The audience claps enthusiastically as Engelbart makes his way up to the stage, where a grinning Secretary of Commerce Norman Mineta is waiting with the gleaming gold medal. As Mineta holds the medal up for him to see, Engelbart looks at it — but he doesn’t smile. He stares at the medal, his mouth downturned and his eyes blank. This wasn’t what he’d set out to achieve, all those years ago: to augment human intelligence with computers.
So what had Engelbart actually built, after the promising demo at the end of 1968? After all, at that time it was just prototype software — not even a beta. But over 1969, solid progress was made in building out the oN-Line System (NLS).
In a 1970 “final report” by Engelbart and his staff at the Augmentation Research Center (ARC), the hardware and software of NLS developed over the past couple of years is outlined. The report states that “the configuration of the ARC computer facility has been relatively stable over the past two years,” but there “have been some peripheral additions, in particular the ARPA network interface and an external core system.”
The hardware at the time consisted of a leased computer from XDS (Xerox Data Systems), the core of which was described as follows:
“A central processor with timesharing hardware operates from a 64K memory in 4 banks with 24-bit words and a cycle time of 1.8 microseconds.”
Specifically, the computer was an SDS 940 from Scientific Data Systems (SDS), a company that was acquired by Xerox in 1969. The computer was subsequently re-named the XDS 940. It was the first machine to directly support time-sharing, which allowed multiple users with different programs to use the computer at the same time.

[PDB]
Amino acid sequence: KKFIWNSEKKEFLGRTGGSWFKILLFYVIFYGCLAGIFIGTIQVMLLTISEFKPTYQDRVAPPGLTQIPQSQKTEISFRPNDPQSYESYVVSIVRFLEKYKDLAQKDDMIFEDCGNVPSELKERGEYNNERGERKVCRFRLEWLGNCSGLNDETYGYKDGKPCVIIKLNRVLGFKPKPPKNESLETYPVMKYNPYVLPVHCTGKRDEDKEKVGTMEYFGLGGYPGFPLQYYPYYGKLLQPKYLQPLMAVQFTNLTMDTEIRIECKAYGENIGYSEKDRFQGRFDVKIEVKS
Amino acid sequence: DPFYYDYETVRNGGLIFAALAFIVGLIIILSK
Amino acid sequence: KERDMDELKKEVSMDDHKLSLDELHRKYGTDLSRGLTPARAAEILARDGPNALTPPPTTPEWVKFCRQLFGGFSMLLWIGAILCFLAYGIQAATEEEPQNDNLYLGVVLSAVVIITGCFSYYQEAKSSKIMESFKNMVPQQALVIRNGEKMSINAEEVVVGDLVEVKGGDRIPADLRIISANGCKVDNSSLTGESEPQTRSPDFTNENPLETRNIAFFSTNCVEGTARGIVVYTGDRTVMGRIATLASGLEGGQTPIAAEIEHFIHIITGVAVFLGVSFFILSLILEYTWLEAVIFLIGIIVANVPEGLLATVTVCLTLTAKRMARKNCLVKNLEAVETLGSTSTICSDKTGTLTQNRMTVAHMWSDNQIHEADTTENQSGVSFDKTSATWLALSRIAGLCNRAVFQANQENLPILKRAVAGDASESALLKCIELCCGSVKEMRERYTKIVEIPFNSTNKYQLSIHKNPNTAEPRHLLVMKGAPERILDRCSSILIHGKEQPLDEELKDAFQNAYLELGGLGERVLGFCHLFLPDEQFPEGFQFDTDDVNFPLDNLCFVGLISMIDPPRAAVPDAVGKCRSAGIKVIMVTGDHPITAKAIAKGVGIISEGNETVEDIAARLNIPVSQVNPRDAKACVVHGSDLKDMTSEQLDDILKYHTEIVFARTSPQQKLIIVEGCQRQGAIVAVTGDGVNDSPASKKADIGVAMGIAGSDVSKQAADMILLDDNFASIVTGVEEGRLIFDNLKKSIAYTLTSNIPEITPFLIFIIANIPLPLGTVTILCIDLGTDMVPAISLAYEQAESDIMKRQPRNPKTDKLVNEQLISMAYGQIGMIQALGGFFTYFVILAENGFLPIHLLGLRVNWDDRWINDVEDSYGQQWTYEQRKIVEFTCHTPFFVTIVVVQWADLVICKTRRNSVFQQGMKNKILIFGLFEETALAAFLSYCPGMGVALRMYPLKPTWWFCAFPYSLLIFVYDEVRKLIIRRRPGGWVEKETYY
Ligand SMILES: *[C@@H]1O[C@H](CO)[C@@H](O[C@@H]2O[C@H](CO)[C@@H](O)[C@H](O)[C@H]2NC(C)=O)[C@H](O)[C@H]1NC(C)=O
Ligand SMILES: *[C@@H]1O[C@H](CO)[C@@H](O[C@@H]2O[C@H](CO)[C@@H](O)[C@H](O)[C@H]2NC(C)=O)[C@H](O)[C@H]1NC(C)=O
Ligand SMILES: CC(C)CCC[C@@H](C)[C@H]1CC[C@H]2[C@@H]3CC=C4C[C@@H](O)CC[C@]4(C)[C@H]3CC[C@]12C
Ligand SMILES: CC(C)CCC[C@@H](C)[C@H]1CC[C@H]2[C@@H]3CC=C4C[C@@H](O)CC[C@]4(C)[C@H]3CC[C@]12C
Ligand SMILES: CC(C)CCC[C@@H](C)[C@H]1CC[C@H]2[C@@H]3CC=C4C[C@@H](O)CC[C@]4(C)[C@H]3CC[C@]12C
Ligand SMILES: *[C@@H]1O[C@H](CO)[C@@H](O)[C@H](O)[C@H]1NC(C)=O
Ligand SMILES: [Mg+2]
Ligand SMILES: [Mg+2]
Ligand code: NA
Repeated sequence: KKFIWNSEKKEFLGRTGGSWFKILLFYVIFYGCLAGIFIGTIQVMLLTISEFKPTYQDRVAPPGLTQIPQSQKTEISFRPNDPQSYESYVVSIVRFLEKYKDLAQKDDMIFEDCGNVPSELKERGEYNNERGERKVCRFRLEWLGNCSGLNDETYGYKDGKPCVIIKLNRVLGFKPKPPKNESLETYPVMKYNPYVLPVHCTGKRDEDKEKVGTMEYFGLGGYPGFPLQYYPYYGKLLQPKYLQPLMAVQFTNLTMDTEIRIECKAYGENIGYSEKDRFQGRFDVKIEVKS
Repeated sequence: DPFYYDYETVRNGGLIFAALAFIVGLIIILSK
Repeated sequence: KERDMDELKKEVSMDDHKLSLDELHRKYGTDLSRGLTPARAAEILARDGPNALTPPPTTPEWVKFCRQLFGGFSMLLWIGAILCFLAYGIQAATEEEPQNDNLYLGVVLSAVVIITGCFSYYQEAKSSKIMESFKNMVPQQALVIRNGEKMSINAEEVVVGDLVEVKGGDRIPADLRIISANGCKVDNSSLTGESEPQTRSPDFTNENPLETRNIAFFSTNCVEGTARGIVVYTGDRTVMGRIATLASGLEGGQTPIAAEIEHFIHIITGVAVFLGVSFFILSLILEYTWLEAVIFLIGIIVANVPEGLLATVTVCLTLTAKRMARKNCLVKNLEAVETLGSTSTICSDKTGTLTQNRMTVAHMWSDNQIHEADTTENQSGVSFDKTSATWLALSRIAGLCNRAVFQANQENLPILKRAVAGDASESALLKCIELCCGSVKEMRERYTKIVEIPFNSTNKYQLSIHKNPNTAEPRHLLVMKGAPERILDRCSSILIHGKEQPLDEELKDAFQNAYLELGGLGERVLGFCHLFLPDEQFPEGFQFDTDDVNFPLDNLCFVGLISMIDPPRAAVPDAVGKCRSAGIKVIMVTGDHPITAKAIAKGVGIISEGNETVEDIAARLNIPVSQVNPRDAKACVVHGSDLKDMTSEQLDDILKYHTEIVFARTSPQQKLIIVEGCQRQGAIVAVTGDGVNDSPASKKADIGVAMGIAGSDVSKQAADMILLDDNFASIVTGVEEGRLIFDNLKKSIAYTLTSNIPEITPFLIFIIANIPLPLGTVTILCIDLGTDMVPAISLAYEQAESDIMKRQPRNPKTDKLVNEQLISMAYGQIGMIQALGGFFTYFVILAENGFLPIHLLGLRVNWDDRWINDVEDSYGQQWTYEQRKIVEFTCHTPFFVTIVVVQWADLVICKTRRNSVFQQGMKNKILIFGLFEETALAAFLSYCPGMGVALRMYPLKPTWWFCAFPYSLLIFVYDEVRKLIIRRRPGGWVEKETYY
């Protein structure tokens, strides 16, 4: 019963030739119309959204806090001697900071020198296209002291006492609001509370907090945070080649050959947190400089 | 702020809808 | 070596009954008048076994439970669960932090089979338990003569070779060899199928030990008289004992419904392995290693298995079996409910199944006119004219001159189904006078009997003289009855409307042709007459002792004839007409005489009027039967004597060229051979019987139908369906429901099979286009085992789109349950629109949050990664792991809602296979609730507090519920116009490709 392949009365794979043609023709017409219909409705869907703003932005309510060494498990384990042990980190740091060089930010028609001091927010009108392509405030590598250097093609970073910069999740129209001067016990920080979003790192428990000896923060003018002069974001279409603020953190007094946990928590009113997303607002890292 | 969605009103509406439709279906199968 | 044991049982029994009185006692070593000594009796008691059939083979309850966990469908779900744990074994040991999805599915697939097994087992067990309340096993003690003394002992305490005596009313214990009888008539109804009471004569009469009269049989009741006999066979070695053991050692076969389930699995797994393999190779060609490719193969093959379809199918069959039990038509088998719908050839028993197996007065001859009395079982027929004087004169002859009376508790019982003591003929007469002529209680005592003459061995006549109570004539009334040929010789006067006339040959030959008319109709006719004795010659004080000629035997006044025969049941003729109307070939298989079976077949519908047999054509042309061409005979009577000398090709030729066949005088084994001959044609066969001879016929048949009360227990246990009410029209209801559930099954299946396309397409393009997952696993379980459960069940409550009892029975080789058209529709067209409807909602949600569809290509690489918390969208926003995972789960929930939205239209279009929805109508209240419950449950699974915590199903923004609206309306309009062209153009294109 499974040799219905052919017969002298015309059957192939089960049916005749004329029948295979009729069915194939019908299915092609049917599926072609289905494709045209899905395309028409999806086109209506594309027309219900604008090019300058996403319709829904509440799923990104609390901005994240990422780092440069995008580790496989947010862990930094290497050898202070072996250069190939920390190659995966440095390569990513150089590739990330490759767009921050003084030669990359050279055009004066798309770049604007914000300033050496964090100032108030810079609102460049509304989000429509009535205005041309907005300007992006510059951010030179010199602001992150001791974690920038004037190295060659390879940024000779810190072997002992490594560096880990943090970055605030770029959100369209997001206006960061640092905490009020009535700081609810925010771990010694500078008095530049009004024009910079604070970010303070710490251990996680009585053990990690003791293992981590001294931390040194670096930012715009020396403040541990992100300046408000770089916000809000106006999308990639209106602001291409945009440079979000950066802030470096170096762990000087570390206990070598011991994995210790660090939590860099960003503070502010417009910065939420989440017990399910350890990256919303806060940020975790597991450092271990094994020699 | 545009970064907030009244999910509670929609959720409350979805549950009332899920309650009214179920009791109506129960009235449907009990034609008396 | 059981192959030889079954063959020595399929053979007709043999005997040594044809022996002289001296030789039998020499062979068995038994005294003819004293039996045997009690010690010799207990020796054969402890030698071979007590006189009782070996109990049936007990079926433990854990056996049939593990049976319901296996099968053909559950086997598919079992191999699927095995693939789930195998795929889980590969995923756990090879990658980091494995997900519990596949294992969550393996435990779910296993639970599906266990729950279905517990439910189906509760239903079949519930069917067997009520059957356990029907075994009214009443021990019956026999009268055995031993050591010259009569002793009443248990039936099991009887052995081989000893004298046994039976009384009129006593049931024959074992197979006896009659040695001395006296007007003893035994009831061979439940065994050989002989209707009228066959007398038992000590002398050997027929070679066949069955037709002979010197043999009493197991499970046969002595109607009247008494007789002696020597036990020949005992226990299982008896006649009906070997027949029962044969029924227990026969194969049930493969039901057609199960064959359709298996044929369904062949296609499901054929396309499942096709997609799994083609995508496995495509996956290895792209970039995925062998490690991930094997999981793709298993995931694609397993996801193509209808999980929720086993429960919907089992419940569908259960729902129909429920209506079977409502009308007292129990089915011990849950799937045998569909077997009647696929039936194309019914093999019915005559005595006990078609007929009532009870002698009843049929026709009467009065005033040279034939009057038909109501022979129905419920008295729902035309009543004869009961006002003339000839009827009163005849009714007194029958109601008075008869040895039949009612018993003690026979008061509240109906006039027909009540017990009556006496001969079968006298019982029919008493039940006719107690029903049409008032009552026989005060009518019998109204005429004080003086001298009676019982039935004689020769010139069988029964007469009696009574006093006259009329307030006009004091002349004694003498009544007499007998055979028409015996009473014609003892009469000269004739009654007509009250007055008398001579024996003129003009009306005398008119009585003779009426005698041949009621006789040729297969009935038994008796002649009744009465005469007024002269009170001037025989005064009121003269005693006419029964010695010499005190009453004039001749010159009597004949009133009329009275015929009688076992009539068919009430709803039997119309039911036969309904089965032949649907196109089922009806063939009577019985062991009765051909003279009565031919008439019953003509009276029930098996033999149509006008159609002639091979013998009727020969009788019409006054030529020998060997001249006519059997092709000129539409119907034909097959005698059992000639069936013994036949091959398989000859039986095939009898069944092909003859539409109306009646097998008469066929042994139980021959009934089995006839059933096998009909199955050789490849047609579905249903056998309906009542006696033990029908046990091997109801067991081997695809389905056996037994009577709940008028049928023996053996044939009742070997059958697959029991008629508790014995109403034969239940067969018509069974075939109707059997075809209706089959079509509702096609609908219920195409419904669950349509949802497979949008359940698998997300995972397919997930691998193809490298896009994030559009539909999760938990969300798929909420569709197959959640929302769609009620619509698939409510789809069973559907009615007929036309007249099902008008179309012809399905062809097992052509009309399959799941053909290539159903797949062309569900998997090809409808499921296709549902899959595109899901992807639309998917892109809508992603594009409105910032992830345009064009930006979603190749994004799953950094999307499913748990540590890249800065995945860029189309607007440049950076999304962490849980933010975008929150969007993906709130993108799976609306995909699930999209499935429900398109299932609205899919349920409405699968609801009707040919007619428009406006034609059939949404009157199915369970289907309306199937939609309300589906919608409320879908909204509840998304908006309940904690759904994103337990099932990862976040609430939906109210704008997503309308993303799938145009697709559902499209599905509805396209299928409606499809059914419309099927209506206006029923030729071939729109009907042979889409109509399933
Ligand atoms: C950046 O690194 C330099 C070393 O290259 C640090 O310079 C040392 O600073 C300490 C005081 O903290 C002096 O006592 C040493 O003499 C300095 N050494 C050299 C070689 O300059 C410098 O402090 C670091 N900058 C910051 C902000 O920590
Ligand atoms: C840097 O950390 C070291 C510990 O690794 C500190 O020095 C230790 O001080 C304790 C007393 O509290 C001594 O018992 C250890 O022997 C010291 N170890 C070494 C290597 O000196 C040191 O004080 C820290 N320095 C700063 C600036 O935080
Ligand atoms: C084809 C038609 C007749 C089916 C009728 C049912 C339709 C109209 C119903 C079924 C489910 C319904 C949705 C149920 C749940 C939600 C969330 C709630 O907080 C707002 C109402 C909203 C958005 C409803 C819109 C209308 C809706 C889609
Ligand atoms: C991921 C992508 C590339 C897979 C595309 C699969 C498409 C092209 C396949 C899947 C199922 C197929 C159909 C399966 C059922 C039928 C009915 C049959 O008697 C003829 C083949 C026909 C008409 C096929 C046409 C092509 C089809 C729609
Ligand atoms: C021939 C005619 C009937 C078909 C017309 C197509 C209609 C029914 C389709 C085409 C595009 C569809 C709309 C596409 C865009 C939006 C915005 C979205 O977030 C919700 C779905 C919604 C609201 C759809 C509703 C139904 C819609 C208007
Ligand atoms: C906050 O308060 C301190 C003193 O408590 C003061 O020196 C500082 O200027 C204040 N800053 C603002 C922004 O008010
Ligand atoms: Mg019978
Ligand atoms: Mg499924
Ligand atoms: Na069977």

The following is a block diagram of the computer as leased from XDS:
The “special devices” that ARC added to this computer system are shown in the following diagram. They included the mouse, keyboard and Engelbart’s doomed chord keyset, along with a closed-circuit television system and monitor for display.
It’s particularly worth noting the “executive control,” which provided an interface to the 940 through the Memory Interface Connection (MIC). This allowed “asychronous access” to the core computing system “by any of the 6 devices connected to it” (the mouse, keyboard, etc.). In practical terms, this meant the executive control system co-ordinated the operation of the six devices with the core.
It turns out the display system was the most demanding. “We have spent more effort on maintenance of the display system than any other part of the facility,” the report noted.
The hardware was generally reliable, though. The computer up-time was “extremely high,” while the disc-file system reliability was said to be “fair.” But, as to be expected with any cutting edge computer system — particularly at the dawn of networked hardware — there were teething issues:
“We had a period of several months of above-normal error rate, and 5 day down while clocks were rewritten; however, the troubles now seen to have been corrected.”